And what a triumphant declaration it is, followed as it is by a dramatic coda of electric riffs that sweep you along to the song’s conclusion.

‘Does He Love You?’ was the next song to strike me: an indelible, emotionally-wrought adultery song, with a musical and lyrical narrative twist of the knife at the end. Lewis’ envy of her friend’s perfect marriage suddenly becomes entirely too personal:

Late at night, I get the phone

You’re at the shop sobbin’ all alone

Your confession is coming out

You only married him, you felt your time was running out

But now you love him, and your baby

At last you are complete

But he’s distant and you found him on the phone pleading

Saying ‘Baby I love you and I’ll leave her and I’m comin’ out to California’

Let’s not forget ourselves, good friend

I am flawed if I’m not free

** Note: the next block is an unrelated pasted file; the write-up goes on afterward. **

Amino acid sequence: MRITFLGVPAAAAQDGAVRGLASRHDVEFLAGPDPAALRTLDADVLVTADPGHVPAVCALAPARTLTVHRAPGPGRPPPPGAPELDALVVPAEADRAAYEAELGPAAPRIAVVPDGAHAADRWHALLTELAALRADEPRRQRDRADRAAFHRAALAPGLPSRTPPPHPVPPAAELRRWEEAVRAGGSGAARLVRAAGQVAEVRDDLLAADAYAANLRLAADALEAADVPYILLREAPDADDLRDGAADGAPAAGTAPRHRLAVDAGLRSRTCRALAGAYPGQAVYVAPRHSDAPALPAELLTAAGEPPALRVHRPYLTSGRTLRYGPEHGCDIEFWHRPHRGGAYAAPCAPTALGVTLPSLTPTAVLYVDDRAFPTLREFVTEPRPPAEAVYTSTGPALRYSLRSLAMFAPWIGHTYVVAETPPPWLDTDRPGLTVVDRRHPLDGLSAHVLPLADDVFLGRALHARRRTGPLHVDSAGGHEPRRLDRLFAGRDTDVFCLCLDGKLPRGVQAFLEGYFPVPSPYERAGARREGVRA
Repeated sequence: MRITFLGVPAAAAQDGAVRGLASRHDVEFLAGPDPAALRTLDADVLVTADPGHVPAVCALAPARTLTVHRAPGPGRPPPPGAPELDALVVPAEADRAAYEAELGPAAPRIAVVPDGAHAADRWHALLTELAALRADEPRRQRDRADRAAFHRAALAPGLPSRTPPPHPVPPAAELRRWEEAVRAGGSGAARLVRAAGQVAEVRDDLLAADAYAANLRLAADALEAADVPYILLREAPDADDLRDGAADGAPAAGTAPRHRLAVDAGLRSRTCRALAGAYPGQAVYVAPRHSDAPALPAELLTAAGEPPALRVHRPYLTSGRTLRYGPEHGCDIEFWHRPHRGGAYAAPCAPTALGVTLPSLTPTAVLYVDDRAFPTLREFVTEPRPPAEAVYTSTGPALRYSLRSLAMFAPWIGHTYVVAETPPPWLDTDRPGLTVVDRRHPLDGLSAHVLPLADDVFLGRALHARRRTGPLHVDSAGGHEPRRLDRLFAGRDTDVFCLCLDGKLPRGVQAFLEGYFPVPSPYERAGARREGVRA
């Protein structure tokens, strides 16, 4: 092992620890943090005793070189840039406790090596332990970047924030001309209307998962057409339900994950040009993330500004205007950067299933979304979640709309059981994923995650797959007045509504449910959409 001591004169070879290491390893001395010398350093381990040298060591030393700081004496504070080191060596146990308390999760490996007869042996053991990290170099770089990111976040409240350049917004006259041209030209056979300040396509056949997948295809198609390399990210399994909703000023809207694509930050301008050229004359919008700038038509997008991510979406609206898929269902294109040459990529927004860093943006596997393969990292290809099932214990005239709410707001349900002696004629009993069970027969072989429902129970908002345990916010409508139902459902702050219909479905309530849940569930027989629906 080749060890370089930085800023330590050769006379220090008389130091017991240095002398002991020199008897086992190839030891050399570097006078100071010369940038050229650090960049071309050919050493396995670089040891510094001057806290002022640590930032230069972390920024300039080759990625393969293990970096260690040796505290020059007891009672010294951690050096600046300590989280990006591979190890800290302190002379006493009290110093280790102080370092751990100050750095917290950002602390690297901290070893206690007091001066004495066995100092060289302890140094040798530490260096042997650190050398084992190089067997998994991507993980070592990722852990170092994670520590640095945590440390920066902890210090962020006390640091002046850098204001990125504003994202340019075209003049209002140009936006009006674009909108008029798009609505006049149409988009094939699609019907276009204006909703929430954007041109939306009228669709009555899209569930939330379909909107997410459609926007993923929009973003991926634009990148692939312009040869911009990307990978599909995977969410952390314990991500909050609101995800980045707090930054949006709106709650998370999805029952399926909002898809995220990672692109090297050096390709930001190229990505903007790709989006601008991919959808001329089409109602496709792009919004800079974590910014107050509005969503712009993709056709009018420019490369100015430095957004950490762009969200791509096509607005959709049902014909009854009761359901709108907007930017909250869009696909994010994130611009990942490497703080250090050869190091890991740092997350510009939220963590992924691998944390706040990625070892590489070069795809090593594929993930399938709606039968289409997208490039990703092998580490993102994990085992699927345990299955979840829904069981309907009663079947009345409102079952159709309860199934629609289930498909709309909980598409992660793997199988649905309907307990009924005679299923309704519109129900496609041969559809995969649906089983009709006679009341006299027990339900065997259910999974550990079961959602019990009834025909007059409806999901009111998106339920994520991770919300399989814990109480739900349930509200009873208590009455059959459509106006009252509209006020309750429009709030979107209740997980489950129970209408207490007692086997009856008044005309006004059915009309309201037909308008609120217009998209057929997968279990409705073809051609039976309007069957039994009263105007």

And your husband will never leave you

He will never leave you for me

In quite a different vein is ‘Portions for Foxes’, where Lewis sweetly and blithely admits ‘Baby, I’m bad news/I’m just bad news, bad news, bad news’. The song is a veritable showcase for various guitar tricks. Swirling bell-like notes alternate with drum-led crunching chords, mandolin-like vibrato, percussive plucking, and pulsing legato harmonies… The lyrics are solidly pessimistic, but are sung with an endearing air of cheerful unrepentance:

I know I’m alone if I’m with or without you

But just being around you offers me another form of relief

When the loneliness leads to bad dreams

And the bad dreams lead me to calling you

And I call you and say… ‘C’mere!’

‘It’s a Hit’ was Robert Christgau’s Song of the Year for 2004. Not hard to see why: it is smart, verbose, reflective, political, philosophical, and… funny. To a catchy tune and cheery instrumental accompaniments (including Christmas-time type jingling bells), Lewis observes wryly that

Any chimp can play human for a day

Use his opposable thumbs to iron his uniform

And run for office on election day

Fancy himself a real decision maker